[Python-ideas] New syntax for 'dynamic' attribute access
ben at redfrontdoor.org
Sun Feb 11 11:07:18 CET 2007
Thanks for the responses on this.
Guido van Rossum:
> I think you should submit this to the
> PEP editor and argue on Python-dev for its inclusion in Python 2.6 --
> there's no benefit that I see of waiting until 3.0.
> Wow! I have to say this is a compelling idea.
> My only concern with your propsed change is your draft implementation.
and on the syntax in particular:
Guido van Rossum:
> I've thought of the same syntax.
> The syntax is a bit foreign looking, but [...] I feel like I could
> learn to like it anyway.
Mostly positive, then, as far as the general idea and the syntax goes.
On the two-argument form, Greg Falcon wrote:
> > x = y.('foo_%d' % n, None)
> This is the one bit I really don't like. y.('foobar') is arguably a
> natural extension to y.foobar, but y.('foobar', None) isn't analogous
> to any current syntax, and the multiple arguments make it look even
> more dangerously like a call.
> In Python, you already have to be explicit when you're worried if the
> thing you're accessing might not be there.
I was definitely in two minds about whether the extension to the
two-argument form was a win or a loss. It does increase the power of
the new syntax, but it is certainly rather clumsy-looking. I'd be happy
to prepare a patch with just the one-argument version if the consensus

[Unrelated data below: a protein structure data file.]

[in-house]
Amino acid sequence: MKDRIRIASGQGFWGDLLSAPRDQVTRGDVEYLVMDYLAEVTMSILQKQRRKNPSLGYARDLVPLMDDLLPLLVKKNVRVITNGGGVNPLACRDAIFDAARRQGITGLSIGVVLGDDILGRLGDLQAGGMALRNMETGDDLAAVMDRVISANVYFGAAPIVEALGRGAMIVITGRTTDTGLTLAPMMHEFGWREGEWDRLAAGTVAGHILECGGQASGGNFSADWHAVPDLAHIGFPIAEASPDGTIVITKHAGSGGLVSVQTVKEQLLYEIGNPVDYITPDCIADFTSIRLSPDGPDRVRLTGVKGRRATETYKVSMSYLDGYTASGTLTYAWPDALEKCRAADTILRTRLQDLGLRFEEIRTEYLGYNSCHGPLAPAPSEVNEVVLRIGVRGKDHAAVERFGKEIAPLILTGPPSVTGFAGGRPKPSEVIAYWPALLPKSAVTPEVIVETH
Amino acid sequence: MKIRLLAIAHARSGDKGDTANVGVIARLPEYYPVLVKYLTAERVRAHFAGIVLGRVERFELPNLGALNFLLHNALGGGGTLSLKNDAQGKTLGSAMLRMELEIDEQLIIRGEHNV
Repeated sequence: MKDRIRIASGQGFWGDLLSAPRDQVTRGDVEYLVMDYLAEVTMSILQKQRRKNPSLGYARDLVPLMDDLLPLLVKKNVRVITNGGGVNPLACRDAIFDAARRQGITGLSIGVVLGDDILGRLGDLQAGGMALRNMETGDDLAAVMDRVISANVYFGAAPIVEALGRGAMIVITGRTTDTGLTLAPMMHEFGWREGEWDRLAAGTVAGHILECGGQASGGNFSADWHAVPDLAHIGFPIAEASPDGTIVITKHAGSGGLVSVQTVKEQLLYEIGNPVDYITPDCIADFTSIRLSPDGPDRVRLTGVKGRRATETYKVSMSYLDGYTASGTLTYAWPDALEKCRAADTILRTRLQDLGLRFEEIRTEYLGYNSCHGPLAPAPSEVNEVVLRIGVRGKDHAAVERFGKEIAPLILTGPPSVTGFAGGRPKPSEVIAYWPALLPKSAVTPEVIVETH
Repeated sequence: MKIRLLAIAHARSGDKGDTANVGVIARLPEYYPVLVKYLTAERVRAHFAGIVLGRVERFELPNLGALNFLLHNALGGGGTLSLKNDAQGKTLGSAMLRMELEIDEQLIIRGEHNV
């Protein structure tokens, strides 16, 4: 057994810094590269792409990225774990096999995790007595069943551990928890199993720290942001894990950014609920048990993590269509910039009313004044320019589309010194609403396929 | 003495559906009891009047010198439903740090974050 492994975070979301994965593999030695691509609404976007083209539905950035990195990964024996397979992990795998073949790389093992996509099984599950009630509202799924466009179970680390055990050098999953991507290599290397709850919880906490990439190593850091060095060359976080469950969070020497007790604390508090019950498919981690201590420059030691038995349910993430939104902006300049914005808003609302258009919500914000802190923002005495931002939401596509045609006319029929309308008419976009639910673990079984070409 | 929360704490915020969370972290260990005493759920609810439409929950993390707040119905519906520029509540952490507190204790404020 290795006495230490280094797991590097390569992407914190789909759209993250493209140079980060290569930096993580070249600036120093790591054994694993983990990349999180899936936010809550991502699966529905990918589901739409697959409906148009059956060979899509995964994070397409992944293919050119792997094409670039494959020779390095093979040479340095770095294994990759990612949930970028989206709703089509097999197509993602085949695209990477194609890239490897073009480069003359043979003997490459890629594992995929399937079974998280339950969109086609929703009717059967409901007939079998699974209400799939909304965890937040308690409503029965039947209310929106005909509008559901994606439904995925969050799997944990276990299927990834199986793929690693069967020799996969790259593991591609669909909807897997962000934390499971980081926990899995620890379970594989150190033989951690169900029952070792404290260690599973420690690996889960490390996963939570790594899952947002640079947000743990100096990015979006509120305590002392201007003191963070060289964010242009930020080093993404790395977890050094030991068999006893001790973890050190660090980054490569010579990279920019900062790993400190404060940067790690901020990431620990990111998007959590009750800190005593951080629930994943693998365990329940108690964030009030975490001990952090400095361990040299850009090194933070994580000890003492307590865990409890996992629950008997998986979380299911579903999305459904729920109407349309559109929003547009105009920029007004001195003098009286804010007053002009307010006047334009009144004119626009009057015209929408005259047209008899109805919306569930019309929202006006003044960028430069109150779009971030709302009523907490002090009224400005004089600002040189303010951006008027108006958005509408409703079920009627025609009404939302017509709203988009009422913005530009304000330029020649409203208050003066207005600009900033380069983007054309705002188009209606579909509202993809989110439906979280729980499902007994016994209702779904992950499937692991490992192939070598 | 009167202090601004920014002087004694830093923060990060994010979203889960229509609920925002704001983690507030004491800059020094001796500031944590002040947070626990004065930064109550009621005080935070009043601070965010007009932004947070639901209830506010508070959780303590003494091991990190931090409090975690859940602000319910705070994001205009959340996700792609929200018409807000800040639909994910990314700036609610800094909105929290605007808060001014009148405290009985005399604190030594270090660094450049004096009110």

is that the balance is that way.
> My only concern with your propsed change is your draft
> implementation. [...]
> Specifically, your changes to ceval.c and the compiler may have been
> easier to implement, but it may negatively affect general Python
> performance. Have you run a recent pystone before and after the changes?
I hadn't done so, no, but have now tried some tests. In fact, there is
some evidence of a slight negative effect on the general performance.
On my laptop, repeated pystone runs with 100,000 loops are quite
variable but there might be a performance penalty of around 1% with the
new code. I'm a bit puzzled by this because of course the new opcodes
are never invoked in the pystone code --- does a switch statement become
slower the more cases there are? (I tried grouping the cases with the
new opcodes all together at the end of the switch, but the noisiness of
the pystone results was such that I couldn't tell whether this helped.)
Or is it just that the core bytecode-interpretation loop is bigger so
has worse processor cache performance?
On the other hand, getting/setting dynamic attributes seems to be about
40--45% faster with the new syntax, probably because you avoid the
lookup of 'getattr' and the overhead of the function call.
Anyway, I'll experiment with the other implementation suggestions made
by Josiah, and in the meantime summarise the discussion so far to
python-dev as suggested by Guido.
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